Polio and pioneering intensive care
Epidemics of poliomyelitis
occurred across Europe in the years following the Second World War.
Many young and active people died or were disabled. Nancy Riach
- Scotland's swimming champion who died at the age of 20 - was amongst
Polio could cause temporary paralysis. When the
chest muscles and diaphragm were paralysed, patients' breathing
became feeble and they could die from lack of oxygen. So, artificial
respirators were developed the so-called iron lungs.
In Copenhagen, where there was a very serious
epidemic, Professor Lassen realised that some patients put on respirators
were drowning in their own saliva because their throat muscles were
paralysed and they could not swallow. During 1953, Lassen organised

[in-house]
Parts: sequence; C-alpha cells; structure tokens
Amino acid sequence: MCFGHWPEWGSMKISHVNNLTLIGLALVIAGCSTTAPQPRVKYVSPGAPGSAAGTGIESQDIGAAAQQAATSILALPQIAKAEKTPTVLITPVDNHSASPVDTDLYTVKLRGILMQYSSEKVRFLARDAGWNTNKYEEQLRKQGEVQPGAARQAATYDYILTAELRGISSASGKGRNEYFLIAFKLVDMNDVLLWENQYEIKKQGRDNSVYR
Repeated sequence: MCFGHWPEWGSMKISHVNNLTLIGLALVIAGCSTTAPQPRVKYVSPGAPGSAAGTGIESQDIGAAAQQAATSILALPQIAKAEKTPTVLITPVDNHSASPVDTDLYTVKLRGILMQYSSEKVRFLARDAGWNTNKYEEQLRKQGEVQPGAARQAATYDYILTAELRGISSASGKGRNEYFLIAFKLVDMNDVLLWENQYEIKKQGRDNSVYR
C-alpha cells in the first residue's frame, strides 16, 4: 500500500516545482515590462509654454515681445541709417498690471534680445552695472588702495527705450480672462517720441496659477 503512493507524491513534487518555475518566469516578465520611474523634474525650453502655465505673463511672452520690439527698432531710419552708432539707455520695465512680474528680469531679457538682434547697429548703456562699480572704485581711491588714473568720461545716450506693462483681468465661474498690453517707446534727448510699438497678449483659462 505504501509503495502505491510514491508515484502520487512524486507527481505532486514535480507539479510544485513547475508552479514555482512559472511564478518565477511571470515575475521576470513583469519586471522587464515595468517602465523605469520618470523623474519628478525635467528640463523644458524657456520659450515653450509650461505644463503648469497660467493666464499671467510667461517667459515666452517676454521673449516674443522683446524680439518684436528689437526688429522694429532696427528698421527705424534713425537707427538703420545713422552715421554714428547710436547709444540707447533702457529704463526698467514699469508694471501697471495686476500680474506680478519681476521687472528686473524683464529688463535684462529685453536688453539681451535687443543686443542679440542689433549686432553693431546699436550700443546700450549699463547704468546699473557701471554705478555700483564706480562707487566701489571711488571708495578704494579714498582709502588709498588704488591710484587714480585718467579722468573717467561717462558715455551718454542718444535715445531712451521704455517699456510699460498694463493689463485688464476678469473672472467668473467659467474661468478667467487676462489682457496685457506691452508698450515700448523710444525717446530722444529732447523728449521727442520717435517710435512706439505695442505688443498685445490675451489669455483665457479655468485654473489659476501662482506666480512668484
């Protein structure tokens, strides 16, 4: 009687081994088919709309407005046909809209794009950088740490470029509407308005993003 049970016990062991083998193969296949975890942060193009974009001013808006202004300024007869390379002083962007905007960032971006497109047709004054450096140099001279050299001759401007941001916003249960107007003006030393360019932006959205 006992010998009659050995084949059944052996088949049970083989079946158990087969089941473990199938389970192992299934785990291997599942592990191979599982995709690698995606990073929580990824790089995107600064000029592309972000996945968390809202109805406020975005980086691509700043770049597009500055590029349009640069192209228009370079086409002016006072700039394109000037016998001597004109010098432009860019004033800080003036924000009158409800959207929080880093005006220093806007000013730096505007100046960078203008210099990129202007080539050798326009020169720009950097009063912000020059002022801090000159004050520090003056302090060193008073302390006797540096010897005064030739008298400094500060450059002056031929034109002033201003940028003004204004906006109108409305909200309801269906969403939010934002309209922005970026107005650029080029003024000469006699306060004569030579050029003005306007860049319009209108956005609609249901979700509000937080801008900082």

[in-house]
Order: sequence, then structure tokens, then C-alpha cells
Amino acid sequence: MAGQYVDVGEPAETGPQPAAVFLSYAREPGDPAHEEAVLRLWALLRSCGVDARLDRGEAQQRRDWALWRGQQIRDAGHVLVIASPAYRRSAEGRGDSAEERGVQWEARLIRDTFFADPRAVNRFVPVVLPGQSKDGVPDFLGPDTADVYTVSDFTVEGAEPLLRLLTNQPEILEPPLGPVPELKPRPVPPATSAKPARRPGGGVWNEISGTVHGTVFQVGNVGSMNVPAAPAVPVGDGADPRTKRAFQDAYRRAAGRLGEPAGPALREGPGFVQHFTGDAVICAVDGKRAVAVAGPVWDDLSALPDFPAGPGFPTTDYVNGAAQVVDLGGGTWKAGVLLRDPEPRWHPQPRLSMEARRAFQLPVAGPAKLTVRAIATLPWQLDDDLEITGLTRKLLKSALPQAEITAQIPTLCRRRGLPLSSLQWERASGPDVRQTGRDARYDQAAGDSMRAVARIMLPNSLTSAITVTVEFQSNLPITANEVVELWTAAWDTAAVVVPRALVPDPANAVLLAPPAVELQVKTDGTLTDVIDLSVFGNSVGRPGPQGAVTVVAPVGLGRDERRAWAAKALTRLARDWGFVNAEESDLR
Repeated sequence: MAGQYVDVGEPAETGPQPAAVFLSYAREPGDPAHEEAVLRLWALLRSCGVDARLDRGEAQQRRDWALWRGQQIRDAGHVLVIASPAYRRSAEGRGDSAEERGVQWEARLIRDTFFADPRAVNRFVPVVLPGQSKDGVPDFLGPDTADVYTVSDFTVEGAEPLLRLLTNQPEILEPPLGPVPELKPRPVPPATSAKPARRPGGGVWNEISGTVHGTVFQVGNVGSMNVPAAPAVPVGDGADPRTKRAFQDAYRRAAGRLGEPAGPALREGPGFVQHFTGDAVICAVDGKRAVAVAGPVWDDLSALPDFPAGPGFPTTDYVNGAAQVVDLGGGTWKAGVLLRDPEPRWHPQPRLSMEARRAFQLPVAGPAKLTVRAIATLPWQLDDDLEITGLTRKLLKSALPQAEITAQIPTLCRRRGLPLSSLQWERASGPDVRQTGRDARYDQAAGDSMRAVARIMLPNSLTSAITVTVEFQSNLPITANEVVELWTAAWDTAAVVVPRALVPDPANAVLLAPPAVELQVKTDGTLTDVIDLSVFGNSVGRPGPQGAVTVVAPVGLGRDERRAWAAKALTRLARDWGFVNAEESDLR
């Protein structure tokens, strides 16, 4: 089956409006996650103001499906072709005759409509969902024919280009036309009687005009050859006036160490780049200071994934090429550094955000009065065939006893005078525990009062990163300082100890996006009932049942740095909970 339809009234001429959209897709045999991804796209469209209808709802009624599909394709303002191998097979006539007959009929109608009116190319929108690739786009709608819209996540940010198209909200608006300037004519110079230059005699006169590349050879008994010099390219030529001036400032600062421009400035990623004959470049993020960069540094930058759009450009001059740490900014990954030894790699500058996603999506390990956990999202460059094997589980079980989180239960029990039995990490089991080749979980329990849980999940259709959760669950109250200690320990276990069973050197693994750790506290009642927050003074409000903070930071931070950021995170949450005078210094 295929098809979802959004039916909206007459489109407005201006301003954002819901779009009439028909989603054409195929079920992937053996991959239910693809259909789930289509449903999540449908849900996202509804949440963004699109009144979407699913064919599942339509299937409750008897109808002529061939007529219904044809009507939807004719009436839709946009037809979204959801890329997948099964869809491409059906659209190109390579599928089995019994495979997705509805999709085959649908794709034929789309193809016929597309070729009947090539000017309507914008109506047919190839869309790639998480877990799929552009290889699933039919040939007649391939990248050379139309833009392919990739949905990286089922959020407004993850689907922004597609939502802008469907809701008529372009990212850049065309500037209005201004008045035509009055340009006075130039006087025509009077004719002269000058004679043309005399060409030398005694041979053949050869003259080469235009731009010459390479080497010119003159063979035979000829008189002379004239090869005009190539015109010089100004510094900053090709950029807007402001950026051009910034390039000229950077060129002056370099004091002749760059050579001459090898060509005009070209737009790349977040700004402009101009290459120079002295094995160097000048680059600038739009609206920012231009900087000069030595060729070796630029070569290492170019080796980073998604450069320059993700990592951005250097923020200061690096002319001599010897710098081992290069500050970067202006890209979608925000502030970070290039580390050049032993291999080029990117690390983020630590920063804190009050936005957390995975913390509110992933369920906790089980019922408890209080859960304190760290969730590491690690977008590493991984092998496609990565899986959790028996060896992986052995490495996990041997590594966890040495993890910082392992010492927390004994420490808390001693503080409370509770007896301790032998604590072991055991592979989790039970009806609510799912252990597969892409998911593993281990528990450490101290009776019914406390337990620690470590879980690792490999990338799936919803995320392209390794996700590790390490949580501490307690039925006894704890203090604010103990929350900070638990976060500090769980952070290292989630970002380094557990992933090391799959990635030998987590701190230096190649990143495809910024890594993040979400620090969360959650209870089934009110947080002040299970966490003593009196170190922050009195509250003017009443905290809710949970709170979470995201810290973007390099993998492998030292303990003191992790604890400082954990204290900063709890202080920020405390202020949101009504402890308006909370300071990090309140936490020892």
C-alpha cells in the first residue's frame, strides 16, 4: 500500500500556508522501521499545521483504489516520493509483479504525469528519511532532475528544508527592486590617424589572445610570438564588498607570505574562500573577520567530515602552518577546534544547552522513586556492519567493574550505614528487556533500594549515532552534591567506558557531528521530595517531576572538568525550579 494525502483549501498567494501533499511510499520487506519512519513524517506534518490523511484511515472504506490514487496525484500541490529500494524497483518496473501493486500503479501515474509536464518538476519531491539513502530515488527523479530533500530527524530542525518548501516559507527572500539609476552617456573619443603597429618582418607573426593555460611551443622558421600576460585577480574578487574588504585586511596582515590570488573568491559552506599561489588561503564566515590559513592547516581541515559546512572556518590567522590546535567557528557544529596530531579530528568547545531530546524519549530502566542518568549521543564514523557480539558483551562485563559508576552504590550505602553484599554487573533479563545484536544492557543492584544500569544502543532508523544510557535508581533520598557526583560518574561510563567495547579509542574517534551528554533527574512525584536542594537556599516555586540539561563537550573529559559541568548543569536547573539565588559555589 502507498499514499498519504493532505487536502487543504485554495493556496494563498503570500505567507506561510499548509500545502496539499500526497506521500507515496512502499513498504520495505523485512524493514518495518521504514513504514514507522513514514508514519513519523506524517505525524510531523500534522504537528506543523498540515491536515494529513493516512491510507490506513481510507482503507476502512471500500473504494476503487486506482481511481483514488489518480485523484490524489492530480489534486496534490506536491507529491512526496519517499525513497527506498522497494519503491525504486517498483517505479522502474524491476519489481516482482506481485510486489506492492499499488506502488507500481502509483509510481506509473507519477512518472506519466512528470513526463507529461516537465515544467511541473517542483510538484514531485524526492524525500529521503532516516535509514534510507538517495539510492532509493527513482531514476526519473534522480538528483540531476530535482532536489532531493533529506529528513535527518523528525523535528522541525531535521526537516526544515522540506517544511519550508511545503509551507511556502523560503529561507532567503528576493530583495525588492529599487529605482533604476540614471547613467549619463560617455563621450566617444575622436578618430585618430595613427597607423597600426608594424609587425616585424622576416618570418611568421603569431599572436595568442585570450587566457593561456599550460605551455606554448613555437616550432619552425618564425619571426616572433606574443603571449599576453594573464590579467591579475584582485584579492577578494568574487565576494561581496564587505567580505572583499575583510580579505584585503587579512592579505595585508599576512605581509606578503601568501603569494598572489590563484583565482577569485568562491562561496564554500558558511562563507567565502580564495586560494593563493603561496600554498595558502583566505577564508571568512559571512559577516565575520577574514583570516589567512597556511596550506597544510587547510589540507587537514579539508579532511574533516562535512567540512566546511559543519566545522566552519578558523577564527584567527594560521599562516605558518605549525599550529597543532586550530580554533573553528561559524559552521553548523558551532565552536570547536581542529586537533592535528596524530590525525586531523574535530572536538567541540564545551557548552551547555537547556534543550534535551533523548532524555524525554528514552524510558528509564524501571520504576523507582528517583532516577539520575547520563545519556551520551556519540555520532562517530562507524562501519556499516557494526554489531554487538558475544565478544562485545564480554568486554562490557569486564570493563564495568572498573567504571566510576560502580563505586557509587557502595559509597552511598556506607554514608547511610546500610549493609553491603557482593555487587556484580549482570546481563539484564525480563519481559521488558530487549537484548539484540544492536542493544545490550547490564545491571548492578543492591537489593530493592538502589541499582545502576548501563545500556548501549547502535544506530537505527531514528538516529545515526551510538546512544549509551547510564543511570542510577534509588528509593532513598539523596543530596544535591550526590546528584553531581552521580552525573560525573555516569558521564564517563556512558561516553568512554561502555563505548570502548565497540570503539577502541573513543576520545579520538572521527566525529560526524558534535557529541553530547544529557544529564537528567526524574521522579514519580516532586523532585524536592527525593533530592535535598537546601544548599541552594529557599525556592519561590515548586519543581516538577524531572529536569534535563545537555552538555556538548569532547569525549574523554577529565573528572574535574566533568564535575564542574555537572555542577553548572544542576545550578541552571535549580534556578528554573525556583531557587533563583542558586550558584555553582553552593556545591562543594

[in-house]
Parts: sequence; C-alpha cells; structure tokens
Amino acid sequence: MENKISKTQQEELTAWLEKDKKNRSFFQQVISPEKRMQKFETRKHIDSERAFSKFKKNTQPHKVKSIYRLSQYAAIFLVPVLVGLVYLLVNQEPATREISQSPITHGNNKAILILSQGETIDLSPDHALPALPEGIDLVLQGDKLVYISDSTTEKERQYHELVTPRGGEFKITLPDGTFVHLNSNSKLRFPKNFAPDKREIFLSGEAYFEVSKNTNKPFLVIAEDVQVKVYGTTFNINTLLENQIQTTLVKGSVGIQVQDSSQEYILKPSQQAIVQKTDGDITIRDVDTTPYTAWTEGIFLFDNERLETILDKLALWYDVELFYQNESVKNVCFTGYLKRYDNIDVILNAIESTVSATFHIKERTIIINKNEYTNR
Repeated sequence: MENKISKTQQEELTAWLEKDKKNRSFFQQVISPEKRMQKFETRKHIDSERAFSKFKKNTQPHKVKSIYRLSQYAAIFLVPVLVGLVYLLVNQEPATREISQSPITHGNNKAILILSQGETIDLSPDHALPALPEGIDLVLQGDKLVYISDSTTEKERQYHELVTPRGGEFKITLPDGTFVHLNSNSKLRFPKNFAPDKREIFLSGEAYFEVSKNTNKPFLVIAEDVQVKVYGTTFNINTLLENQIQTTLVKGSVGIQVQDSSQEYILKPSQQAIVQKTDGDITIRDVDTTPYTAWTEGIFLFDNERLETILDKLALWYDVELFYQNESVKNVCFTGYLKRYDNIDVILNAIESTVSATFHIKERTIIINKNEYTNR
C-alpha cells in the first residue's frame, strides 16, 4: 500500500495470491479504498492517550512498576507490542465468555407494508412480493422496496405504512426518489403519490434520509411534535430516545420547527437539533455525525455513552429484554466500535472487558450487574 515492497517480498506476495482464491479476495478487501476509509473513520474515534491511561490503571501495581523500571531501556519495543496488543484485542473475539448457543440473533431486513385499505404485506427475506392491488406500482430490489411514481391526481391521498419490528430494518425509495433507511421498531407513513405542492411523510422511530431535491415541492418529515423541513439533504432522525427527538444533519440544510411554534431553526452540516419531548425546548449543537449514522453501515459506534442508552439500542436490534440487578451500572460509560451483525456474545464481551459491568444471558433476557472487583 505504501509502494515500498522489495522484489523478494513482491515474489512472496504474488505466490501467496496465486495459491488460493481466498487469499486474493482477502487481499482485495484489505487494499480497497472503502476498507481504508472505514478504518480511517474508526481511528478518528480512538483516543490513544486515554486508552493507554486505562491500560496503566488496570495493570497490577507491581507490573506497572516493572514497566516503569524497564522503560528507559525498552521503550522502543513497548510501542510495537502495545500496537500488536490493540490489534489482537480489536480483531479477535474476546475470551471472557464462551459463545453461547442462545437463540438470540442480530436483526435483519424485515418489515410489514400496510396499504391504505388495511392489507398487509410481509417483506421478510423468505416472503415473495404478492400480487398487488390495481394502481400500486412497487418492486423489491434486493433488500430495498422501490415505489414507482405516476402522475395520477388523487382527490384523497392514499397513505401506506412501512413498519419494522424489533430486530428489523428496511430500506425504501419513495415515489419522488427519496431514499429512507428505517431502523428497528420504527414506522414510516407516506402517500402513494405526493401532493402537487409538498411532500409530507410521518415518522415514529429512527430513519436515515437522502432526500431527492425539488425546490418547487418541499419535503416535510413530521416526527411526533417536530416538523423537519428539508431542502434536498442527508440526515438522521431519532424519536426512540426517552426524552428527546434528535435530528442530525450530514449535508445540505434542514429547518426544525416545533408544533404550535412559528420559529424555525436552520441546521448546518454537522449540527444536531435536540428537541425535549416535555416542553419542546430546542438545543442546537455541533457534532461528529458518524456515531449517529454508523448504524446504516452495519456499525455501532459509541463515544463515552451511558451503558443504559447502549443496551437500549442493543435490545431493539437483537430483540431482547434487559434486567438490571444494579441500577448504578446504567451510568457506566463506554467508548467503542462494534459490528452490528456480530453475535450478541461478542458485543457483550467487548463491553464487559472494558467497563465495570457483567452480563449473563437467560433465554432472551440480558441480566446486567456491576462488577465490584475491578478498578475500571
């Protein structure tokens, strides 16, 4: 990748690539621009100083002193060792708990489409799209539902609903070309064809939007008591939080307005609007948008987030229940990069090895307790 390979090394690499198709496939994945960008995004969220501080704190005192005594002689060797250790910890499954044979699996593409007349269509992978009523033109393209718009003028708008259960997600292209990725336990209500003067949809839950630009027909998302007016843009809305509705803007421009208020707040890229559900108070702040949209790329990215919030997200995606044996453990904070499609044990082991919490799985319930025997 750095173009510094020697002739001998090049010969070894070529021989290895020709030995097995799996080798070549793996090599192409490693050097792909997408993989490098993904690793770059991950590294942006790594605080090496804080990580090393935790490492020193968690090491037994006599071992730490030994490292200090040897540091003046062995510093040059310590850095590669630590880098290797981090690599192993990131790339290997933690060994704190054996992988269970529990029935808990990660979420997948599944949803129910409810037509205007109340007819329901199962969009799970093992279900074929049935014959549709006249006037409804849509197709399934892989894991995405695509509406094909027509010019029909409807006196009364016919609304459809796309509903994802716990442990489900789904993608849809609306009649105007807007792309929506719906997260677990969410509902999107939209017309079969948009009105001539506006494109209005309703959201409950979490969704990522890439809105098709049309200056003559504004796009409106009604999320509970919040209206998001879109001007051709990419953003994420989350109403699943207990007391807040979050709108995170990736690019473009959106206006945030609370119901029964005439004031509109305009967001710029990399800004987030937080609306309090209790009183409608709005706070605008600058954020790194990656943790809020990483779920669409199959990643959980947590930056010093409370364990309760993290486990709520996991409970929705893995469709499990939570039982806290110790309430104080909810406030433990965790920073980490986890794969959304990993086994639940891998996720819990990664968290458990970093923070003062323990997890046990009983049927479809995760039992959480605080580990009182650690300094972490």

teams of medical students to hand pump oxygen for polio patients
suffering from paralysis of both the chest and throat. The students
imitated normal breathing
they pumped oxygen in to the patient's
lungs with pauses. In this way the lives of paralysed patients could
Dr Peter McKenzie of Glasgow learnt of the Danes'
success. After a visit to Copenhagen, Dr McKenzie arranged for mechanical
equipment to be ordered which would do the work done by hand in
Denmark. The first intermittent positive pressure ventilator in
Britain was built by Aga (the manufacturers of cooking ranges) and
installed at Belvidere Hospital in 1955. This equipment incorporated
a cuff which prevented saliva draining into the lungs.
The method of treatment and nursing attention required by these
patients provided one of the practical experiences from which present-day
intensive care units trace their origins.
The introduction of the Salk and Sabin vaccines
from 1956 onwards largely eliminated polio as an epidemic disease.
Return to the 1940 - 1950s
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